Lying Down Meditation
May 26, 2004
By the contemplative recluse monk Sotapanna Jhanananda (Jeffrey S, Brooks)
(copyright 2004 all rights reserved)
It is interesting to note that Sidharta Gotama recommended lying down meditation in his discourse (suttas) on meditation (DN 22), however very few Buddhist meditation teachers seem to teach the practice. This is in part why I have written this short article.
One can meditate lying down at any time of the day. I typically lie down in meditation several times a day whenever the body reports fatigue. Since I rise at 4 AM to meditate and I only sleep about 5 or 6 hours each night, then I compensate for less sleep with several lying down sessions each day.
Lying down meditation can be of any length, but often I only lie down for about 15 minutes to a 1/2 hour. The Buddha recommended a posture he called "lion's pose" which is simply lying on the right side with the right arm cradling the head, the left arm along the side, and the left leg bent at the knee, with the left foot lying in the arch of the right foot. I have found this posture is best if one has any accumulation of mucus from a diet based upon diary, because it tends to keep the sinuses drained.
In the yogas Shivasana is recommended. Shivasana is lying flat on the back with legs about shoulder width apart and arms by the sides, with hands about a fist distance from the body, and palms turned up. I have found I can relax deeper in Shivasana than I can in lion's pose.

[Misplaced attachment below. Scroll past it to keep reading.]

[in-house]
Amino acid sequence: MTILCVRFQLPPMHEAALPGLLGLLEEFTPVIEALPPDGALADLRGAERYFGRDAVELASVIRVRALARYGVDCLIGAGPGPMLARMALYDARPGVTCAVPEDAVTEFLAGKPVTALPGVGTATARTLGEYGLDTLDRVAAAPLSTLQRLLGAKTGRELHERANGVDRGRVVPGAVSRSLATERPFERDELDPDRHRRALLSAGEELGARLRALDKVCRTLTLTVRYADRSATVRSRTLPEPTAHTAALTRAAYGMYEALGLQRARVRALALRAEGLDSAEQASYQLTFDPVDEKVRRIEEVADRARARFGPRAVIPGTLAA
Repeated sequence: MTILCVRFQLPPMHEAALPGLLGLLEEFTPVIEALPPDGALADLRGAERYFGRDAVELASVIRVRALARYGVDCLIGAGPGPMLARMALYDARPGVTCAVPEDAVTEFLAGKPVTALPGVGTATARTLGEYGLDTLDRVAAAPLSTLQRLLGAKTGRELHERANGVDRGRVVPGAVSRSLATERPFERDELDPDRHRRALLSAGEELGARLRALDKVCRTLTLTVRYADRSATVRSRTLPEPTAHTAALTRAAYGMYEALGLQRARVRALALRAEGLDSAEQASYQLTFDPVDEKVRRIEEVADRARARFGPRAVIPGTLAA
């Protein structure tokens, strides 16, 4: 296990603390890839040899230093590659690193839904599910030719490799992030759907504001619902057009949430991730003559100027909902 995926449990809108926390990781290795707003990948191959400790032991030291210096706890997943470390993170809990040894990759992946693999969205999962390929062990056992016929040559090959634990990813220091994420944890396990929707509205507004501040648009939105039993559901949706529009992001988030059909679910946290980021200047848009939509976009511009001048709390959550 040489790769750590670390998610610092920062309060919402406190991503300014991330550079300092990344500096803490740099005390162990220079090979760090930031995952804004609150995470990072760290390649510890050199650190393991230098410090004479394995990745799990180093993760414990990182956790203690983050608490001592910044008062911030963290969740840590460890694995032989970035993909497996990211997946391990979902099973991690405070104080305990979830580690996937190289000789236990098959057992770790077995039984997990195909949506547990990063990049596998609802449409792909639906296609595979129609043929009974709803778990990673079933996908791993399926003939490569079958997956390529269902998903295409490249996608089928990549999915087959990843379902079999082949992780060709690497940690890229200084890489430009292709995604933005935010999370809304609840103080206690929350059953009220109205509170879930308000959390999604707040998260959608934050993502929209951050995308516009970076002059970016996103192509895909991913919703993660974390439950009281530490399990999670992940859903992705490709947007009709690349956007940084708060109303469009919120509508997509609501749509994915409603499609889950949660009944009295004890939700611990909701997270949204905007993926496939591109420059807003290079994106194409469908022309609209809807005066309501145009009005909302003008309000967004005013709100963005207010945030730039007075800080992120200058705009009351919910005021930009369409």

The intent of lying down meditation is to relax the body at the deepest level. It is therefore recommended to practice some kind of progressive relaxation method. The classic U Ba Khin Vipassana body scanning method can be effectively modified for this purpose. Simply scan the muscles and tendons for any sign of tension. When tension is found simply relax it. If you cannot immediately relax the tension, then simply observe the tense location as if it were a meditation object. I have found the most tense areas of my body eventually relaxed with enough patience.
Lying down meditation can be practiced anytime. However, as a dedicated contemplative, then such a one would wish to never become unconscious, not even while the body gains its rest at night. Therefore the best times to practice lying down meditation is at the beginning of the sleep cycle.
I have found lying down meditation, especially in Shivasana, is ideal for practicing out-of-body (OOB) practices. So, if you feel that your practice path is sufficiently mature for OOBs, then gaining skillfulness in lying down meditation can only help.
May you become enlightened in this very lifetime,
Jhanananda (Jeffrey S. Brooks)
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